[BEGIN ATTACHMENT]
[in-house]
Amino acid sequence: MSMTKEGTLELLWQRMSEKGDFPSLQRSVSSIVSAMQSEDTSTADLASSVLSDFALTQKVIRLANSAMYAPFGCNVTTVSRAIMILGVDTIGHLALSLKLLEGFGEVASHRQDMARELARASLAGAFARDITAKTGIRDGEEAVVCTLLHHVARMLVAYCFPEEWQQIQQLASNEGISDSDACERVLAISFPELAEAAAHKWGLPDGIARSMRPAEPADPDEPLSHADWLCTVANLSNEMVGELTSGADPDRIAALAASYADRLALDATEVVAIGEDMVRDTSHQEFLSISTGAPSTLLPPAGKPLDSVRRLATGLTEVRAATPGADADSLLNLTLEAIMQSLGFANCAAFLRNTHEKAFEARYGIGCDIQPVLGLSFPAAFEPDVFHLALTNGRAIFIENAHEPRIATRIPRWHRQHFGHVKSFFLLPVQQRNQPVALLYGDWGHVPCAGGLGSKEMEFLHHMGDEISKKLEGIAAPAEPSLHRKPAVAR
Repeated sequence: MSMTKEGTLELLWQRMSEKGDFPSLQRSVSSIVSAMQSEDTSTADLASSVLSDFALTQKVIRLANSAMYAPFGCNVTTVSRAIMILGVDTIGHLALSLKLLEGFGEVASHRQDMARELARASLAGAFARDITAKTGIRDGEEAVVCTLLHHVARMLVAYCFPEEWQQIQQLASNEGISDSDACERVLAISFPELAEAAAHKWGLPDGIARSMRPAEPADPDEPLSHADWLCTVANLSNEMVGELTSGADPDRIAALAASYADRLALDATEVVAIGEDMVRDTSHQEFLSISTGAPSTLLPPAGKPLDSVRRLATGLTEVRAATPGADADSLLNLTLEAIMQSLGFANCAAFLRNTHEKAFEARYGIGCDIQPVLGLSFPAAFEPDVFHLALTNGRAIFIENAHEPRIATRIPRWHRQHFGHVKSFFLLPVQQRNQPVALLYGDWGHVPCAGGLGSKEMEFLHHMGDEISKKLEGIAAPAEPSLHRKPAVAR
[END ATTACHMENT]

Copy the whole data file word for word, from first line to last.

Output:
[in-house]
Amino acid sequence: MSMTKEGTLELLWQRMSEKGDFPSLQRSVSSIVSAMQSEDTSTADLASSVLSDFALTQKVIRLANSAMYAPFGCNVTTVSRAIMILGVDTIGHLALSLKLLEGFGEVASHRQDMARELARASLAGAFARDITAKTGIRDGEEAVVCTLLHHVARMLVAYCFPEEWQQIQQLASNEGISDSDACERVLAISFPELAEAAAHKWGLPDGIARSMRPAEPADPDEPLSHADWLCTVANLSNEMVGELTSGADPDRIAALAASYADRLALDATEVVAIGEDMVRDTSHQEFLSISTGAPSTLLPPAGKPLDSVRRLATGLTEVRAATPGADADSLLNLTLEAIMQSLGFANCAAFLRNTHEKAFEARYGIGCDIQPVLGLSFPAAFEPDVFHLALTNGRAIFIENAHEPRIATRIPRWHRQHFGHVKSFFLLPVQQRNQPVALLYGDWGHVPCAGGLGSKEMEFLHHMGDEISKKLEGIAAPAEPSLHRKPAVAR
Repeated sequence: MSMTKEGTLELLWQRMSEKGDFPSLQRSVSSIVSAMQSEDTSTADLASSVLSDFALTQKVIRLANSAMYAPFGCNVTTVSRAIMILGVDTIGHLALSLKLLEGFGEVASHRQDMARELARASLAGAFARDITAKTGIRDGEEAVVCTLLHHVARMLVAYCFPEEWQQIQQLASNEGISDSDACERVLAISFPELAEAAAHKWGLPDGIARSMRPAEPADPDEPLSHADWLCTVANLSNEMVGELTSGADPDRIAALAASYADRLALDATEVVAIGEDMVRDTSHQEFLSISTGAPSTLLPPAGKPLDSVRRLATGLTEVRAATPGADADSLLNLTLEAIMQSLGFANCAAFLRNTHEKAFEARYGIGCDIQPVLGLSFPAAFEPDVFHLALTNGRAIFIENAHEPRIATRIPRWHRQHFGHVKSFFLLPVQQRNQPVALLYGDWGHVPCAGGLGSKEMEFLHHMGDEISKKLEGIAAPAEPSLHRKPAVAR